Diego laughed, his dark eyes catching the last rays of the setting sun. “Not to worry. She doesn’t have to. My old man and my brother help me out. And I’m almost eighteen…. Weird conversation we’re having, Janet.”
“I couldn’t talk to anyone else like this. I’ve known you forever, Diego. You’re a part of me like no one else. This feels right, us being together. Part of me always knew we’d end up this way. And one day, we’ll make love, and it will be the right time. The pieces need to fall into place, that’s all.”
He kissed her almost desperately. “I love you so much, it aches inside. I know I won’t feel right until we’re together,” he whispered.
Diego walked her up to the door, kissing her good night on the porch. They’d been there a few minutes when Sookie turned on the lights, laughing at their consternation. Janet was ready to kill her, but Diego held her waist, kissing her once more.
“I can’t tell you what some younger sisters and brothers have done when I was saying good night. That’s pretty tame. Think what you were like at ten.”
“Yeah, boys were icky.”
He laughed. “I’m glad you got over that.”
“See you tomorrow?”
“Call me after church. I’ve got a solo tomorrow. I’m so nervous.”
“You’ll be great. See you tomorrow.”
He gave her one last kiss. She went in the house and he headed to his car, waving as he drove away.
“Janet’s got a boyfriend! Janet’s got a boyfriend!” Sookie teased when her older sister walked in the house.
“Yes, I do, squirt. And he’s a really nice guy, so don’t mess it up for me.”
“Does Mom know?”
“Yes, Mom knows. And Mom likes him, so be nice to him.”
“You gonna marry him?”
“Maybe one day. Not anytime soon. We’re kids!”
“Are you gonna have sex with him?” Sookie leaned forward, frowning as she challenged her sister.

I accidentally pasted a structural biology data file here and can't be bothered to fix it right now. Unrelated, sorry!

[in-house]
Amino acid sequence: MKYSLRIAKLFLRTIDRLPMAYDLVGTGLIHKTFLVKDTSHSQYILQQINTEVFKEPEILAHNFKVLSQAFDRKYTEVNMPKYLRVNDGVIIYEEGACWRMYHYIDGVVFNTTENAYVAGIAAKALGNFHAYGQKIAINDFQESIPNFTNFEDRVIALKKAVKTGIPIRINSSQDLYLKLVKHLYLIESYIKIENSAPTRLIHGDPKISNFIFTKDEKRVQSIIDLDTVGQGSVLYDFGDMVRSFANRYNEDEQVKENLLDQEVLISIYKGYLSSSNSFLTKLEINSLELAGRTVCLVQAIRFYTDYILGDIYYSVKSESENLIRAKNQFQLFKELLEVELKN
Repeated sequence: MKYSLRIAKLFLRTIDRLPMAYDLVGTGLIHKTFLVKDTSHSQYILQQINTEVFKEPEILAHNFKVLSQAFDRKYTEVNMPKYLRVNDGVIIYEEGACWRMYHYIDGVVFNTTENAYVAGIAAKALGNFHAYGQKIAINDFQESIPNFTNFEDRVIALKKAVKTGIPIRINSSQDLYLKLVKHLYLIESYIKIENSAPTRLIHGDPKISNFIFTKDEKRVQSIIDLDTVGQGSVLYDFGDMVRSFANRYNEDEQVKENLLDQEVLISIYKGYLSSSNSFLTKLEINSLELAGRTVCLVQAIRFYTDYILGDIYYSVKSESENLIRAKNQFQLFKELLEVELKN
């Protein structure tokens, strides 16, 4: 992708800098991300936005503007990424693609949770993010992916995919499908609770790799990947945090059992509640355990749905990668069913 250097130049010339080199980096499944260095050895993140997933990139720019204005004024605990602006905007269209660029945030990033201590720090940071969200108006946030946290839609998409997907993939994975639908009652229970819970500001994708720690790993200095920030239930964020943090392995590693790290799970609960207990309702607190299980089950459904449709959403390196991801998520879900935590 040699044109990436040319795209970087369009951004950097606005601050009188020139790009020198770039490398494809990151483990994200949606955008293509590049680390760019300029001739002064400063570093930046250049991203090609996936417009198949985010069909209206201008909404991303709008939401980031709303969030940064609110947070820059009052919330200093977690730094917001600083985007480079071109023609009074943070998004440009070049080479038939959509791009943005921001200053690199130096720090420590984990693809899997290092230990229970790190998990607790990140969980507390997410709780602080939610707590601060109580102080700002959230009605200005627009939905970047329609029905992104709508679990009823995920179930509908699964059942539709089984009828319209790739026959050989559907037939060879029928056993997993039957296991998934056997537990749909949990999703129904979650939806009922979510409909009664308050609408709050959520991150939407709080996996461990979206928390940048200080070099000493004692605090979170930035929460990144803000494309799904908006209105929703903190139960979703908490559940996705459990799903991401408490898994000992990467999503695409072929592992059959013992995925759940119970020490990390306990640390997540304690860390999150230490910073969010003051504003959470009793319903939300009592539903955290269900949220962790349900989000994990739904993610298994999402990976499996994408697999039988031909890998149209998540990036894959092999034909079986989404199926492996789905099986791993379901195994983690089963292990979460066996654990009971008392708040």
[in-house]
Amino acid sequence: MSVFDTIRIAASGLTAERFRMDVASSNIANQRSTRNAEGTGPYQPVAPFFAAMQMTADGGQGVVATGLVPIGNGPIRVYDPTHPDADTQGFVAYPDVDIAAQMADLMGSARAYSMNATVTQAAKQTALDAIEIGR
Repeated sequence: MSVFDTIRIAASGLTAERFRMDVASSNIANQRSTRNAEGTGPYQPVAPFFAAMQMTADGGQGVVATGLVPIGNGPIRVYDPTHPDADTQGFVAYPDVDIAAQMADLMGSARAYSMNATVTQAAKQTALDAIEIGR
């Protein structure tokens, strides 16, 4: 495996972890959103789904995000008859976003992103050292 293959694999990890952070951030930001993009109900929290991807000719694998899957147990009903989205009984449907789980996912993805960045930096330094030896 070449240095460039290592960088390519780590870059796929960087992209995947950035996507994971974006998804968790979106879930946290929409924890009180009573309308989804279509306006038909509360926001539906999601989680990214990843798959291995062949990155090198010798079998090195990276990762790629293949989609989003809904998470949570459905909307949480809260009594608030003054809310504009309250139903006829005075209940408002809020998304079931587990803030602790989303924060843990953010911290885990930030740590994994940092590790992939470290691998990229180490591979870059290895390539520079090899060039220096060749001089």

“Go to your room, Sookie,” their mother said from the dining room table.
The little girl flounced off to her room, slamming the door. Ilene stood, smiling at her daughter.
“Did you have a good time?”
“Yes. We saw the movie and went to Taco Village for dinner. Then we swung on the swings at the park.”
“Sounds like a fun first date.”
“Mom, it was so cool! Diego’s great! I’m so lucky!” She danced in circles while her mother laughed.
“We’d better call the doctor Monday about that pill,” she said with a sigh. “You’re not going to last much longer.”
“Is kissing always that divine?” Janet asked without really listening to her mother. “Like you’re melting inside?”
“If the man knows what he’s doing, it is.” She walked over to Janet. “I never thought I’d see you so happy. I know I haven’t always been—the most considerate. I spoil Sookie and take out my frustration on you, and that’s not right. I’m sorry.” She pulled Janet’s hair into a pony tail, smoothing it off her shoulders. “You deserve a good man and I think you found one. You just be careful. Think before you leap.”
“I will, Mama. I pro….”
“Don’t promise,” her mother said, putting her finger to Janet’s lips.
“Yes, ma’am. I’ve got some stuff to read for Monday,” she said, suddenly remembering. “Night, Mom!” She hugged her mother and went to her room, humming.
Ilene Yarkowsky hugged herself, fighting back the tears. She’d done a lot wrong in her life, starting with the night she walked out on Evander. Despite what she’d told Janet, she had left him because he was black. Maybe she would have married him if she’d known, maybe not. She wasn’t sure. But she’d walked out in anger, and regretted it ever since.
©2020 Dellani Oakes